Big Macs in the Time of Yeltsin


How McDonald's Opened Russia to the West

As a Westerner, my nerves suffered a lot more than my stomach as I observed the slow collapse of the communist experiment. I could buy provisions in the hard-currency shops (off-limits to most locals). In the Intourist Hotel Lietuva in Vilnius, a dank, dollars-only bar was the only place in the capital of occupied Lithuania where you could eat without queuing. The menu was limited. “Beef-Pork-Chicken-Chips-Salad-Ice Cream” the waiter would intone. We soon ran through the obvious combinations, and then all other ones.

Passing through Moscow in 1990, I gazed at the newly opened McDonald's on Pushkin Square. True, people were queuing for hours, thousands of them. But what awaited them was something that for decades had not been available anywhere between West Berlin and Japan: nutritious, modestly-priced food, prepared hygienically, served efficiently—and with a smile. The contrast between the surly, gristly, greasy experience of Soviet mass catering (I would not call it “fast” food) was stunning. True, prices were high by the impoverished standards of 1990. But Russians and other inmates of the Soviet prison knew that what to them was a gourmet restaurant was habitually affordable for their counterparts in the supposedly decadent and failing capitalist West. The fragrant bun, the crisp salad, the savory meat patty, the clean surfaces, and the brightly decorated restaurant all highlighted the failure of the Soviet system to meet consumers’ humblest desires. The results were poignant. Customers would save the cups and cartons, carefully cleaning them to use at home.

I almost never ate at McDonald's in the West (I had spent some weeks in my youth frying burgers in a badly run joint in Oxford). But in what soon became the ex-Soviet empire, I was a huge fan. Along with other Western multinationals, McDonald's did not just make life nicer for consumers. They were envoys of a new civilization.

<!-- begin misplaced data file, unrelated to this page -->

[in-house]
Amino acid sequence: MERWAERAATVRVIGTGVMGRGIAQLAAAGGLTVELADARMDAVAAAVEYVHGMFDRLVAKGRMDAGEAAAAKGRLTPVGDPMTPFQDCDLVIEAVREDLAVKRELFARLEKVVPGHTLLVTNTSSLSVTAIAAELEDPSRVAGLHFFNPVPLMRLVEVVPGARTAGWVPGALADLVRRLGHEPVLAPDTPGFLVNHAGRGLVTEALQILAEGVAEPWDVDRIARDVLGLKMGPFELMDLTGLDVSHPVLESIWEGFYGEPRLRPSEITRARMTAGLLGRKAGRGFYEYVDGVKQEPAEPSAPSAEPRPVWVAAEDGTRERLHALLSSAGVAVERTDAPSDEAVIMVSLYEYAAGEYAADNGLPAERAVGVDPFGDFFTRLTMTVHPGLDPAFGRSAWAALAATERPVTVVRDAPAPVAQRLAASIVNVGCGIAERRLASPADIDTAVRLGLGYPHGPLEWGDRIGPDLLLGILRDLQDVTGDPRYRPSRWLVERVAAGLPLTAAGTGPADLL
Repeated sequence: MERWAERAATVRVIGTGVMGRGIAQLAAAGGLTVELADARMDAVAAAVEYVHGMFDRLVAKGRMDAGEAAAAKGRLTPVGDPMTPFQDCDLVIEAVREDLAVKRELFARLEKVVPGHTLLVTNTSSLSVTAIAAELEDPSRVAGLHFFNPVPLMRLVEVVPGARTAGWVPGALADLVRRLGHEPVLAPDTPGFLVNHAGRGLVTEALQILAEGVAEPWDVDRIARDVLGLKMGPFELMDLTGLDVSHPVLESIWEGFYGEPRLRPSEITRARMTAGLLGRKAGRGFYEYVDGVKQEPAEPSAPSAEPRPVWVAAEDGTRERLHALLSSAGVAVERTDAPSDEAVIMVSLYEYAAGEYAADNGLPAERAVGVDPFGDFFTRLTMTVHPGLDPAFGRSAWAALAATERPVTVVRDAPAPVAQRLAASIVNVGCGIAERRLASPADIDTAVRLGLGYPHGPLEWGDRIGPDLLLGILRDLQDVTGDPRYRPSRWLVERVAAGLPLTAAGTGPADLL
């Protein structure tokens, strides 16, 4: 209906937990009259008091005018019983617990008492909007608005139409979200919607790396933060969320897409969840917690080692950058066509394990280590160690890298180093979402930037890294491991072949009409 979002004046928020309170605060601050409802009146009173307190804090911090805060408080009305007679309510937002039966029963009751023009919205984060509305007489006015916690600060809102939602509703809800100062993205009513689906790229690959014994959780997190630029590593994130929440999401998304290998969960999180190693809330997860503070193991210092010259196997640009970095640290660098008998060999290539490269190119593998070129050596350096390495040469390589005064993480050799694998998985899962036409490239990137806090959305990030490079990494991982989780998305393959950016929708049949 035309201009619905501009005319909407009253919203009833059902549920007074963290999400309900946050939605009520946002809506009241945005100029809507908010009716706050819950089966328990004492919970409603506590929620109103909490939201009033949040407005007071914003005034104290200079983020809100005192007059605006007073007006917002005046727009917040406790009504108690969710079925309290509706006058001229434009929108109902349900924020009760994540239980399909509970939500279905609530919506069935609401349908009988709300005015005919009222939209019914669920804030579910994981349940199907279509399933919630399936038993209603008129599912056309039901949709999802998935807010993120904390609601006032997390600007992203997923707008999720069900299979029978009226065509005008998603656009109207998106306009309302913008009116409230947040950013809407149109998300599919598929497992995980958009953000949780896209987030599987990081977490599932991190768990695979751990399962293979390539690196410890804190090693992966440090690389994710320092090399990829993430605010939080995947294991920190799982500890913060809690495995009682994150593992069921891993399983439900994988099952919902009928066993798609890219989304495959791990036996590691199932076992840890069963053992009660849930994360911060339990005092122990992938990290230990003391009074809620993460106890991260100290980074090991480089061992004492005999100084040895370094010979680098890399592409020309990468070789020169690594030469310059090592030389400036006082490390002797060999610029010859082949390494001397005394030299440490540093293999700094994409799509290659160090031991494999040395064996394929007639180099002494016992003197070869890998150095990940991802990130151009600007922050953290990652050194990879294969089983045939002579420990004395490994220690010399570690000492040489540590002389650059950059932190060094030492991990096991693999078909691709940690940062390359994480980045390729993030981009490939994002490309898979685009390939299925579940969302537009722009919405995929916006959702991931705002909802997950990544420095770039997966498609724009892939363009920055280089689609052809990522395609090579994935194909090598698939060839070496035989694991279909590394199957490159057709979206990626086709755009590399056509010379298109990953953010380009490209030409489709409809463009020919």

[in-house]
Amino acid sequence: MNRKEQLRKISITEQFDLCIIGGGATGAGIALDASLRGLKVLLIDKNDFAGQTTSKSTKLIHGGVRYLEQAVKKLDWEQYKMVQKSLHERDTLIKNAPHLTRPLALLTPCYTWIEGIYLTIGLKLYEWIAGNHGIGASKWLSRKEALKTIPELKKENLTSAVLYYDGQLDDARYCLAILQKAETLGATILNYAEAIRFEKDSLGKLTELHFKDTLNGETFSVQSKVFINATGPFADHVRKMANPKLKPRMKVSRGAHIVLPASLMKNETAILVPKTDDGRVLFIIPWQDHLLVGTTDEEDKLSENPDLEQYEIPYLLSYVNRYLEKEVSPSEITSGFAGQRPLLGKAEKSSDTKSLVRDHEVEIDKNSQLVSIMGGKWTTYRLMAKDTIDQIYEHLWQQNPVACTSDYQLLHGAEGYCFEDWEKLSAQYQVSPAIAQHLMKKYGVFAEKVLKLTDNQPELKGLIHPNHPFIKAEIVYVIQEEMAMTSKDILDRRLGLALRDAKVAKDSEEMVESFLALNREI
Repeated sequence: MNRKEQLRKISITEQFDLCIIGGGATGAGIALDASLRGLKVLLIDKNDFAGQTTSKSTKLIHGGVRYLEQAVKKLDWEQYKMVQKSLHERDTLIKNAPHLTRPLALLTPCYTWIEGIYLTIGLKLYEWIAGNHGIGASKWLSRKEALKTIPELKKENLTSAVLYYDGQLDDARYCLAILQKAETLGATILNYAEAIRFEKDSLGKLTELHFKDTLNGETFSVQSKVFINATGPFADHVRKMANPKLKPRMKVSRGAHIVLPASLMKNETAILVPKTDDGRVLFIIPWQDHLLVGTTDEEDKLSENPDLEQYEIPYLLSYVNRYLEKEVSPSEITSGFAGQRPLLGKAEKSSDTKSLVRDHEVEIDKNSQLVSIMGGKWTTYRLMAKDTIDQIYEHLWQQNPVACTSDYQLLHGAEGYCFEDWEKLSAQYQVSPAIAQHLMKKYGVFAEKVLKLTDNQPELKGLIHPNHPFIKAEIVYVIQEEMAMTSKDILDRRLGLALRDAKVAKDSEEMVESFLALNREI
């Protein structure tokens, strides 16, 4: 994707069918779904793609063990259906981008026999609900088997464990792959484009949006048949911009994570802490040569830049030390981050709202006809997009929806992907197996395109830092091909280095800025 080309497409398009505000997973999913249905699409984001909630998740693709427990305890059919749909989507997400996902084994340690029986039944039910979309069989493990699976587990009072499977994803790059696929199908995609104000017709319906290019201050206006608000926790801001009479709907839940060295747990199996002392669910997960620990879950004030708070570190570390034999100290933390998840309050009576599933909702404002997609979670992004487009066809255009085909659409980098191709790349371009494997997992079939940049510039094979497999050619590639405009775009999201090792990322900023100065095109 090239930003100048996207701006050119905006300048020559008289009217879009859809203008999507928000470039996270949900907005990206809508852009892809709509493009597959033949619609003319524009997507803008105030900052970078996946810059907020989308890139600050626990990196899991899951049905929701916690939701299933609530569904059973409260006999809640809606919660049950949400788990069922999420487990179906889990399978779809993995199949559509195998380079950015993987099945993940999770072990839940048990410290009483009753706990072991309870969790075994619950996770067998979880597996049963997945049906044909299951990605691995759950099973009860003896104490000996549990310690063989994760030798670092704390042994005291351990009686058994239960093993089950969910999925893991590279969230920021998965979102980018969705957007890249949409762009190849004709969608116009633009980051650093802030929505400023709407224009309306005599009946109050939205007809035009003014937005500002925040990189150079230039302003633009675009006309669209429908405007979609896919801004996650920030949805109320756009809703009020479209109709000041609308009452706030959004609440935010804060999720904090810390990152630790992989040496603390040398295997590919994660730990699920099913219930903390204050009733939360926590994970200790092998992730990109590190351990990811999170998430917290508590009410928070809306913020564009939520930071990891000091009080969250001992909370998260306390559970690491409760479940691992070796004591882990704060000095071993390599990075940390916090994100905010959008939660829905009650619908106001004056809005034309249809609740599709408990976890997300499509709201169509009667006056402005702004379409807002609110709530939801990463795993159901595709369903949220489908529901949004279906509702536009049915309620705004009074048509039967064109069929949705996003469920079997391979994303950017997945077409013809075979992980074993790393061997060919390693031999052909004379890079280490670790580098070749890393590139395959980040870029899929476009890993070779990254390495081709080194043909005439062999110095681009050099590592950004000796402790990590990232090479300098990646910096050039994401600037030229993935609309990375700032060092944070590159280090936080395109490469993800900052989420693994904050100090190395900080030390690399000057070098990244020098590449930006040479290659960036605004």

I spent much of the 1990s writing about the transformative effect of foreign business in the ex-communist world. My former colleague, Charles Paul Lewis, even wrote an excellent, anecdote-packed book about it, called “How the East Was Won.” One big change was to the supply chain. McDonald's wanted to buy its food locally. But in the beginning, no Soviet collective farm or slaughterhouse could meet the firm’s standards for quality and reliability. Changing that required enormous efforts in educating and training people whose careers had been spent pleasing bureaucrats but not customers.

Efficiency was a novelty too. Western managers who took over existing Soviet-style enterprises encountered interesting quirks: my favorite, from a television factory in Poland, was fire extinguishers that needed to be replaced with surprising frequency, because they were being used to cool vodka.

At the heart of the change were human relations. In the Soviet system, a boss was someone who sat in a big office and shouted at his inferiors and cringed to his superiors. Information was hoarded, not shared. Western-style management, with habits such as communication, attention to detail, and accountability for performance, was a novelty. McDonald's (and soon Pizza Hut) trained thousands of people in the new ways: they were the shock troops of the new economy. Rules were rules: I remember a thuggish man in a tracksuit barging to the front of a queue in Moscow, waving a high-denomination rouble note and saying “Miss – just give me bun, neformalno [off the books].” I have never forgotten her withering glance.

Most importantly, competition flourished. Millions of people now choose whatever fast food they want. Amid the wrenching upheavals of the 1990s, and everything that followed, the 30th anniversary of the Moscow McDonald's is still something to celebrate.

February 3, 2020